Boeing shares slide as cargo plane lands in Pacific Ocean off Hawaii coast

Passenger on 1st Boeing 737 MAX flight shares his experience

Ryan Ewing on first Boeing 737 MAX flight

Boeing Co. shares slid Friday after a cargo version of the Boeing 737 jet made an emergency landing in the Pacific Ocean. 

Shares of the Chicago-based planemaker declined by as much as 2.6% before paring losses.

TickerSecurityLastChangeChange %
BATHE BOEING CO.236.94-2.61-1.09%

The incident involving the 737-200 – operated by Rhoades Aviation – occurred at around 2:30 a.m. local time when the pilots experienced engine trouble and attempted to return to Honolulu, according to the Federal Aviation Administration. The aircraft was manufactured in 1975, FAA records show.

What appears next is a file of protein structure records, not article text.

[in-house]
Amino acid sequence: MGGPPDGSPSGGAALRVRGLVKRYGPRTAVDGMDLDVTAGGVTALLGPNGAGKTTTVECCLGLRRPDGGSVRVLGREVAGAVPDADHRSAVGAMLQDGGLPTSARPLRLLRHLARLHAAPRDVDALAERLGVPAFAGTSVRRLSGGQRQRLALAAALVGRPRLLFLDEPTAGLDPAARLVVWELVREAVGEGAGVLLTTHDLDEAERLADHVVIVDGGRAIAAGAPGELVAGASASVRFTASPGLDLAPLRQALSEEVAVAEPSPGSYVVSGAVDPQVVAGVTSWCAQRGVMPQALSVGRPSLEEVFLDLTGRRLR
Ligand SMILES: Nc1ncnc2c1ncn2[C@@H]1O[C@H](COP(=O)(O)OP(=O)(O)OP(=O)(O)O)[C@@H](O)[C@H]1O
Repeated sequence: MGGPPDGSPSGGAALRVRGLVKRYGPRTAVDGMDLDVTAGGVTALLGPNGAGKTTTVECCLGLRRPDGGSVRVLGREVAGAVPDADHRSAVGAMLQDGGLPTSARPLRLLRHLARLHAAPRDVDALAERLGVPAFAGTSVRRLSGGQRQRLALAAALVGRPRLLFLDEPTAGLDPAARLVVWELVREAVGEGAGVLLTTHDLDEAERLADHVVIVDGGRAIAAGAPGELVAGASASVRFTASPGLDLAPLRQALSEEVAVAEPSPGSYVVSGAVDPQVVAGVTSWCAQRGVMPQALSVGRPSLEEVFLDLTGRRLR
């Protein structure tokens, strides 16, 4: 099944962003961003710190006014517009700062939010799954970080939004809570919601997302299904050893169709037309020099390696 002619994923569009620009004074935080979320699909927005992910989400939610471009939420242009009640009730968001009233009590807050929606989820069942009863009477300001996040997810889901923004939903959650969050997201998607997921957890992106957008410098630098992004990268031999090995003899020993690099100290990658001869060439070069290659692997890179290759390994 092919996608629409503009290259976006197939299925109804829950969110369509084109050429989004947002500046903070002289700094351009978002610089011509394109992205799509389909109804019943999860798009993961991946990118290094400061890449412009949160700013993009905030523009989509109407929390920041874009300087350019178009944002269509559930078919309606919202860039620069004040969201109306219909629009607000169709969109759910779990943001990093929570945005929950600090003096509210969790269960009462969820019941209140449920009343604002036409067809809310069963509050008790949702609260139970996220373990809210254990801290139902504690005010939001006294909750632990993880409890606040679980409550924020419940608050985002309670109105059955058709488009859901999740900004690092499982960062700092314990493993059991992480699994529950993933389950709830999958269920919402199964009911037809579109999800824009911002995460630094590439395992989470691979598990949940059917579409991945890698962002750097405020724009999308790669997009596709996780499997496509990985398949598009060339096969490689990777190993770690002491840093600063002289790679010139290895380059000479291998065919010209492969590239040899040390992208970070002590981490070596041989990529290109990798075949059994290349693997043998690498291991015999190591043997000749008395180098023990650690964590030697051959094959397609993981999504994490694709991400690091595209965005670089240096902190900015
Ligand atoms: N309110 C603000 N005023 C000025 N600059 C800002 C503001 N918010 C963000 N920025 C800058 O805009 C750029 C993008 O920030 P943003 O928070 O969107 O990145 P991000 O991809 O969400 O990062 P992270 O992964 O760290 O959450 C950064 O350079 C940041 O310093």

The two pilots on board were rescued by the U.S. Coast Guard. One was in good condition while the condition of the other was unknown, according to the Coast Guard. 

The incident will be investigated by both the FAA and the National Transportation Safety Board. 


"We are aware of the reports out of Honolulu, Hawaii and are closely monitoring the situation," A Boeing spokesperson said in a statement. "We are in contact with the U.S. National Transportation Safety Board and are working to gather more information.:

Boeing shares have gained 12% this year following the 737 Max returning to service in December 2020. The aircraft was grounded for 20 months after two crashes killed all 346 people aboard.    

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